Oval diamonds are much less prominent due to a lower demand. So, they’re actually rarer than round cut diamonds. However, since ovals will vary so much in shape, and round cut diamonds won’t, it may be much harder to find an oval cut diamond to fit your desired specifications.

Price of Oval vs. Round Diamonds

Due to their high demand, round cut diamonds are generally 10% to as much as 30% more expensive than oval diamonds in a side-by-side exact quality comparison. This cost difference is mostly due to the much higher demand of round diamonds. However, how the two shapes are cut also plays a part. Cutting a diamond into a perfectly round shape results in up to 40% of the diamond rough being wasted. This makes round cut diamonds more expensive to produce.

Round diamonds also have a lot of competition because every dealer has the majority of their stock in round, which makes the margins razor thin. Rounds are also commoditized, especially since they are graded on cut. There’s probably slightly more market inefficiency with ovals since they can’t be easily compared based on the lab report alone, and the highest quality cut stones will get priced at a premium. In the end, price comparison between the two shapes is very difficult, and probably not incredibly productive. Our advice is to choose the shape that you like most, and not let price drive your decision.

An Oval & Round Diamond in the Same Setting

Color of Oval vs. Round Diamonds

Color is going to be quite different in comparison between an oval diamond and a round diamond. Oval diamonds are, on average, visually one to two color grades lower than round diamonds. What we mean by this is that in terms of color alone, the average G color oval will look like an average H or I color round.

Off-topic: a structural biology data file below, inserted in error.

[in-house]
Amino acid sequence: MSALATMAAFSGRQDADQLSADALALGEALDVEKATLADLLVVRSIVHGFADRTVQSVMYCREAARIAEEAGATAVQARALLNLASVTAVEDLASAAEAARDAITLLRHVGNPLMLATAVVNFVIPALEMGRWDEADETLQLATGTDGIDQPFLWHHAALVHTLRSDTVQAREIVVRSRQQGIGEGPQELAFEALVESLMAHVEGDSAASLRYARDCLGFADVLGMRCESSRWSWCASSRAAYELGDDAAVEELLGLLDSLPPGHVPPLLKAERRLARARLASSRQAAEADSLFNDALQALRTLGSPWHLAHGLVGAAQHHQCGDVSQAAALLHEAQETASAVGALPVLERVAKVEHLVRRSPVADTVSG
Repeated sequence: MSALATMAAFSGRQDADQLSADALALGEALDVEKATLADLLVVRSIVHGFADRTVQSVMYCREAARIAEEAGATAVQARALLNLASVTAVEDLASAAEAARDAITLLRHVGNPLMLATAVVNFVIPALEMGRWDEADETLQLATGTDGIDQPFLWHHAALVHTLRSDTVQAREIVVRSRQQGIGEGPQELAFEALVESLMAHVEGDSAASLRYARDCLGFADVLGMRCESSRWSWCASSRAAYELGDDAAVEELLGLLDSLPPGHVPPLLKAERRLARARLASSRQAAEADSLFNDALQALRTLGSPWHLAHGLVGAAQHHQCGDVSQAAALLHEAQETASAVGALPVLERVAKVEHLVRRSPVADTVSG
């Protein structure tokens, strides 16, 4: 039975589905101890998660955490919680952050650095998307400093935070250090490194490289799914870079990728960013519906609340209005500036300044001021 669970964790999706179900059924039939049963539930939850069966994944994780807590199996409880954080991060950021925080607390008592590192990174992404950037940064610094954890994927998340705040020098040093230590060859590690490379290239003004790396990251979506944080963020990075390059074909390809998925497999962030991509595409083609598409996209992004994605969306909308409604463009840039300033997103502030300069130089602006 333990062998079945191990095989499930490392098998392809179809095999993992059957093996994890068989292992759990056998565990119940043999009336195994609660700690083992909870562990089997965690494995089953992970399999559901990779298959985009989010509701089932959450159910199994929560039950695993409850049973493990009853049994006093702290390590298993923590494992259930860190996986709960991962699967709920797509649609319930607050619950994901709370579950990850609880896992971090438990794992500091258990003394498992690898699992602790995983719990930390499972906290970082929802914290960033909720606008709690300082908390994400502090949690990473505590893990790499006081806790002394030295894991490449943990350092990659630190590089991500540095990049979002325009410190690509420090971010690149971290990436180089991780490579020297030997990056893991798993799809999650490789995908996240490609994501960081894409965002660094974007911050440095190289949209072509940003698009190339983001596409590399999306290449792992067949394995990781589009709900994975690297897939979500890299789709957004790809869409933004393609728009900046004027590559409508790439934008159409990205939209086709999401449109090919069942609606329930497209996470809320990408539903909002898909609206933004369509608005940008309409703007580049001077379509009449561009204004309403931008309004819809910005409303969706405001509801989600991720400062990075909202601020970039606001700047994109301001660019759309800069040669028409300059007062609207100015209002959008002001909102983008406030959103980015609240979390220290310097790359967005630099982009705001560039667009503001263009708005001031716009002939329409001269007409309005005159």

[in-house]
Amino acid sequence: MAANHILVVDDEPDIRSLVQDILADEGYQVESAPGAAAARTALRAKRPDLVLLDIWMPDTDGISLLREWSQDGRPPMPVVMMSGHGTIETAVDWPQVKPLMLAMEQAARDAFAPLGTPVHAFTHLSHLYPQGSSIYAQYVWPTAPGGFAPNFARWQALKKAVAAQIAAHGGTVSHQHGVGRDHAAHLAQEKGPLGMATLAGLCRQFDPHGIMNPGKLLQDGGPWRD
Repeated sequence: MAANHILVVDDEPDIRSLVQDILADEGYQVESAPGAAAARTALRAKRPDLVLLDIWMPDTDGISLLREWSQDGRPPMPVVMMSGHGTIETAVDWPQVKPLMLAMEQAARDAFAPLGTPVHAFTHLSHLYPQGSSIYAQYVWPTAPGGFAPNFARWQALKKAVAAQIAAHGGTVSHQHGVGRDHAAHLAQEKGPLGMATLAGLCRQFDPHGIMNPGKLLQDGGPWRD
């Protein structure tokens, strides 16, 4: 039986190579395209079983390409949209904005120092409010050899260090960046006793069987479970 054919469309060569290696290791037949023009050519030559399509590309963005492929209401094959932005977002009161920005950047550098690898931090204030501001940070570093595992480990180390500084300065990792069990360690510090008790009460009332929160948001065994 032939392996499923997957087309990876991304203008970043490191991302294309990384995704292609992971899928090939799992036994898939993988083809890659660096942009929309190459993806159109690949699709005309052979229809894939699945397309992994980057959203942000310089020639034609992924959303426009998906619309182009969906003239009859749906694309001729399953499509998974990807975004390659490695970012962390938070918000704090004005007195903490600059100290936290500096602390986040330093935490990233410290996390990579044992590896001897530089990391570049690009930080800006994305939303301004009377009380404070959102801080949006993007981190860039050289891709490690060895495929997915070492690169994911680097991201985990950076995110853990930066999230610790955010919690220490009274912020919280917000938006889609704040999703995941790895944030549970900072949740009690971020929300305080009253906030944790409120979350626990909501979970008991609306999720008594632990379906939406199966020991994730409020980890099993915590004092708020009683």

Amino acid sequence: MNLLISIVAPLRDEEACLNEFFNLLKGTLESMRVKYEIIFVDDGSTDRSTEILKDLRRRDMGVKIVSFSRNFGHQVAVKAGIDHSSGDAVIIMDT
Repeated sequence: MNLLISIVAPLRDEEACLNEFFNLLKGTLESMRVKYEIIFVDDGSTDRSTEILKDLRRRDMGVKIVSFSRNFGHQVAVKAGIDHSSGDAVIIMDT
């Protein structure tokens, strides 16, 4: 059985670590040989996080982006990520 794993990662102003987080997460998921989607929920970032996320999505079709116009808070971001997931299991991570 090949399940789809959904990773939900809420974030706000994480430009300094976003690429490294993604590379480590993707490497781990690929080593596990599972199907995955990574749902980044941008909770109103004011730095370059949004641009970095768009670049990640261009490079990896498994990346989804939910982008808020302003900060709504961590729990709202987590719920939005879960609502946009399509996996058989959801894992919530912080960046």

This occurs for a couple of reasons. Firstly, round diamonds hide color well because of their brilliance, so a lower color grade may still appear quite white. And secondly, oval diamonds tend to show more color because of their shallower cut, so they’ll need a higher color grade to still appear white to the naked eye. Knowing these factors, you can play with the other diamond 4Cs to determine what will work best for your preferences.

Designing a Ring with an Oval vs. a Round Diamond

When it comes to designing an oval versus a round diamond ring, the best advice is to consider how the stone will look on your hand. While oval and round diamonds look great on all types of hands, there are some for whom the attributes of these specific stones can be exceptional.

An oval diamond, whether more elongated or wider, will have the visual effect of lengthening the finger. This could be a lovely match for those with fuller hands or shorter fingers. A round diamond will enhance the fullness of a finger because of its equal proportions, so is a very appealing, balancing look for anyone with more slender fingers.

From a jeweler’s design perspective, round diamonds are incredibly easy to work with and are well-suited for every type of setting. That’s not to say that oval diamonds are difficult to work with, but for certain designs, an oval stone wouldn’t work, as with our Sundara. Our Pembroke is another examples where most clients feel a round stone looks better than an oval: